– That is not the question. We have to consider the stage we have reached in Australia. Freetrade is beyond the region of practical politics. It would be all right if there were international freetrade. If we returned to freetrade our position would be the same as that of Great Britain, which, owing to freetrade, is unable to compete with the rest of the world. She is, as it were, out in the cold, while others are working behind cosy, protecting barriers. The home market is the best market for our primary producers. The workers in our secondary industries are the most highly paid workers in the world. The market gardeners depend very largely upon them. Although I believe in protecting secondary industries, I do not approve of prohibitive tariffs. The Parliaments of this country have decided that we shall have protective tariffs for the development of our secondary industries; but we must recognize an obligation also to our primary producers. If we raise the standard of living in furtherance of our protective policy - and I. do not complain about that being done - when the primary producer asks for assistance we must, as true protectionists, grant it to him. If we raise millions of pounds by tariffs for the benefit of secondary industries, it is fair to say to the primary producer, when he asks for protection by bounties, “ Yes, that is the policy of the country.” If that is not done, the primary producer will be starved, and if Parliament will not do it, I, for one, must seriously reconsider my attitude .to the policy of protection for - the secondary industries. In the long run protection for the second* arv industries, without corresponding assistance to the primary industries, will mean the ruin of the primary industries. Without primary industries this country would be as nothing, and without secondary industries, it would not . be what it. ought to be. The policy of the Commonwealth Parliament should be to apply a sound, comprehensive, protection policy - a policy of protection all round, for the primary as well’ as the secondary producers. The primary producer will not always be worrying the Government for help. In his out-back home he is too busy even to think of his own troubles. Just as persons go to a picture-show and forget their headaches, so. the primary producer who is busy forgets the troubles, worries, and the difficulties of life. I hope that I have made it clear that I am a protectionist, an all-round protectionist, but not a one-eyed protectionist. I do not want to protect one section of the community while neglecting another section. I commend to the Government my contention that the primary producer, under a system of protection, is’ entitled to assistance in the form of bounties. All sections of the people of this country should work together for the good of the country. It seems to me, as a life-long student of politics - although I do not say it dogmatically - that politicians are as much to blame as any one else. In Parliament there is too much party bantering, strife, and turmoil, which cause us sometimes to lose sight of the reason why we are here. We are here as a Parliament, not as parties, to advance the true interests of Australia. It is our first duty to govern this country, which is without doubt the brightest jewel in the crown of “the British Empire, and we should take care that by our acts in this Parliament we advance its true interests, as well as those of the Empire as a whole.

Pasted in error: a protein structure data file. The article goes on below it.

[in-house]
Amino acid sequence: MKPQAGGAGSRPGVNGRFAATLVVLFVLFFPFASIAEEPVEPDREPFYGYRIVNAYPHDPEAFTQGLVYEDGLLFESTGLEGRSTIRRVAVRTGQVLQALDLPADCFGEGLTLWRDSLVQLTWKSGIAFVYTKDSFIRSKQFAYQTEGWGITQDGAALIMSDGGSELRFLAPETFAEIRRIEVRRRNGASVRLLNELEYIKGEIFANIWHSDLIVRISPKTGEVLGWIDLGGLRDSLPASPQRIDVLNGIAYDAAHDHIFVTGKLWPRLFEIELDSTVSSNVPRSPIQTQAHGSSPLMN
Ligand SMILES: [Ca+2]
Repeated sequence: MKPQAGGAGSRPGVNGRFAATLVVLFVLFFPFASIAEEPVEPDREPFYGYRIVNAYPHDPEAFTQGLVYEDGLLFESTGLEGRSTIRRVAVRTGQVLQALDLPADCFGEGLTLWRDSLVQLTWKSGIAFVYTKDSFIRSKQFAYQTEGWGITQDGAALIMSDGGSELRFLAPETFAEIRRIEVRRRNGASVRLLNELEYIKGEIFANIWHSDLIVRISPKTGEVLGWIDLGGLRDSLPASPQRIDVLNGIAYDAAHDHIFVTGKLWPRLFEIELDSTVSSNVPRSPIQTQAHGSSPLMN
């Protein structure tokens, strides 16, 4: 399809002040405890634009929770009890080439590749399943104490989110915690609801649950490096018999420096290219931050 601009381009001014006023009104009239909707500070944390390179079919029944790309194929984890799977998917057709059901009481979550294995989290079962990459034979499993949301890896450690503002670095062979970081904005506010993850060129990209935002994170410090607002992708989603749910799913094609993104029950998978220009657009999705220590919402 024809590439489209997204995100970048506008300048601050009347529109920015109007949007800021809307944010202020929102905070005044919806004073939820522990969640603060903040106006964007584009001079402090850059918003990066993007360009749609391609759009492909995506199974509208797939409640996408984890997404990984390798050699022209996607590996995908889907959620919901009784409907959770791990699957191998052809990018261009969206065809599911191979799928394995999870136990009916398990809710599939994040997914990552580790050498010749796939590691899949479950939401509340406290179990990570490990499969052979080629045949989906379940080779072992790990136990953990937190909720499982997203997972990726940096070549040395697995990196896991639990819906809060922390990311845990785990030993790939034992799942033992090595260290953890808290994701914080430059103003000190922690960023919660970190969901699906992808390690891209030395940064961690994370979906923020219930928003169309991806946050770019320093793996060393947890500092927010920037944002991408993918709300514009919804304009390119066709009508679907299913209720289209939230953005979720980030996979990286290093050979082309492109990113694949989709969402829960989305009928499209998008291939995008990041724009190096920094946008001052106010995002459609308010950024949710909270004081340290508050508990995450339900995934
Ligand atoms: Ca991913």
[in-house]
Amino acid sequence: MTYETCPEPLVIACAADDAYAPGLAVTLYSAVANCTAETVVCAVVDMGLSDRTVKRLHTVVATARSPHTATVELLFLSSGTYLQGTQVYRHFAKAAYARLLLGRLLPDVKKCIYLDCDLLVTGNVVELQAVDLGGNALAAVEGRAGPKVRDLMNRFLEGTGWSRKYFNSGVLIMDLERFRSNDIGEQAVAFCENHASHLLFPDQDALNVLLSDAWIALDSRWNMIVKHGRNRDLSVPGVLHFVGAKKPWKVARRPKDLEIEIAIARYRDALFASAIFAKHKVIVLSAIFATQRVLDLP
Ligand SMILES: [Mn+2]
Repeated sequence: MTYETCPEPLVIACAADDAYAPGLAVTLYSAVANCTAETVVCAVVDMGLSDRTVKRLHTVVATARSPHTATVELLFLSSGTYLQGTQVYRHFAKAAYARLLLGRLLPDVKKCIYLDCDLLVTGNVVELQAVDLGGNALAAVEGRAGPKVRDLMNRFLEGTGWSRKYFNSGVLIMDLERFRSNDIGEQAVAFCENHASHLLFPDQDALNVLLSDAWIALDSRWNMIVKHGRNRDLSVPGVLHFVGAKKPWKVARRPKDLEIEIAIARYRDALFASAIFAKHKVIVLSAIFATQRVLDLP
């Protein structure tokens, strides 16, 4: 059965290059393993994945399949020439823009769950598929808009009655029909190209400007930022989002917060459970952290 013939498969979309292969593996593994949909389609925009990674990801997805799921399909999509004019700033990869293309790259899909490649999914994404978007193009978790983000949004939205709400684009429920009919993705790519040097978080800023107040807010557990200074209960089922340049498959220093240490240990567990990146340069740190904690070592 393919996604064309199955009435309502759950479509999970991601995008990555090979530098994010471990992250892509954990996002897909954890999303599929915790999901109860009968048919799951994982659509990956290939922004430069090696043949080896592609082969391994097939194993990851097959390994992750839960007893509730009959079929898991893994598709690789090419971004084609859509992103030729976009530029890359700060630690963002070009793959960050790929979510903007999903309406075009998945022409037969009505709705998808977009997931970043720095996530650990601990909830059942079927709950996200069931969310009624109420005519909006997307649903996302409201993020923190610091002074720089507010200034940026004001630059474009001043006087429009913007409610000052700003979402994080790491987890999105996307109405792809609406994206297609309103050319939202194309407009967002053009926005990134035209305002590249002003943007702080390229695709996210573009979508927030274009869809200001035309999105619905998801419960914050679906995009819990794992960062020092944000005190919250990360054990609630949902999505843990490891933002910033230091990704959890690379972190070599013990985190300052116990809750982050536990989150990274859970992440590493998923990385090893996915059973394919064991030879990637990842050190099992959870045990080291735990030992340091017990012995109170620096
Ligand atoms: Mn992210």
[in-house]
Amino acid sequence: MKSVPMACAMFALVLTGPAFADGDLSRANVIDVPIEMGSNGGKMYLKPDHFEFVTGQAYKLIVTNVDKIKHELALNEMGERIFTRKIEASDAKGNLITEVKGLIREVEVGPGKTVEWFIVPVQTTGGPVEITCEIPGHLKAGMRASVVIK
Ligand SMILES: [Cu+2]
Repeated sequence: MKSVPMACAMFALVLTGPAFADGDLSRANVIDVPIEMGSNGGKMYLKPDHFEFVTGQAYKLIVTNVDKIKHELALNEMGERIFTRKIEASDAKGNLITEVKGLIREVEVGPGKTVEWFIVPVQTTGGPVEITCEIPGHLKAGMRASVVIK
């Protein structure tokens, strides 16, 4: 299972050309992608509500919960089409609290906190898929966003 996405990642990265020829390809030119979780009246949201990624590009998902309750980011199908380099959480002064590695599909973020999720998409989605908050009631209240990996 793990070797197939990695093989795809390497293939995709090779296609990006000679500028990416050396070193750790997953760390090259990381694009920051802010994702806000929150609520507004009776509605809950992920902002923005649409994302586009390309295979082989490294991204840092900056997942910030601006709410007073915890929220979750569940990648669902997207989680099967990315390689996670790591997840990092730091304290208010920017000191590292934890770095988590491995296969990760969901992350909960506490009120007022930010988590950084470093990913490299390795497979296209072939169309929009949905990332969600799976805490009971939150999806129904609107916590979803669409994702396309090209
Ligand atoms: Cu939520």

.- My first complaint is of the delay that has taken place in submitting this tariff schedule for the consideration of Parliament. Never before in the history of this Parliament has taxation been collected and so much time been allowed to elapse before Parliament has been given an opportunity of considering the Government’s proposals. The Government may have had reasons for delaying parliamentary consideration of the schedule, but I am not aware of them. The procedure has been most unusual. It is necessary to emphasize the fact that the right to impose Customs duties does not rest with governments. Parliament is the final arbiter. When duties have been imposed they should be considered by Parliament at .the earliest possible moment. These duties have been collected for many months, and to-day industries that are not included in the schedule are languishing.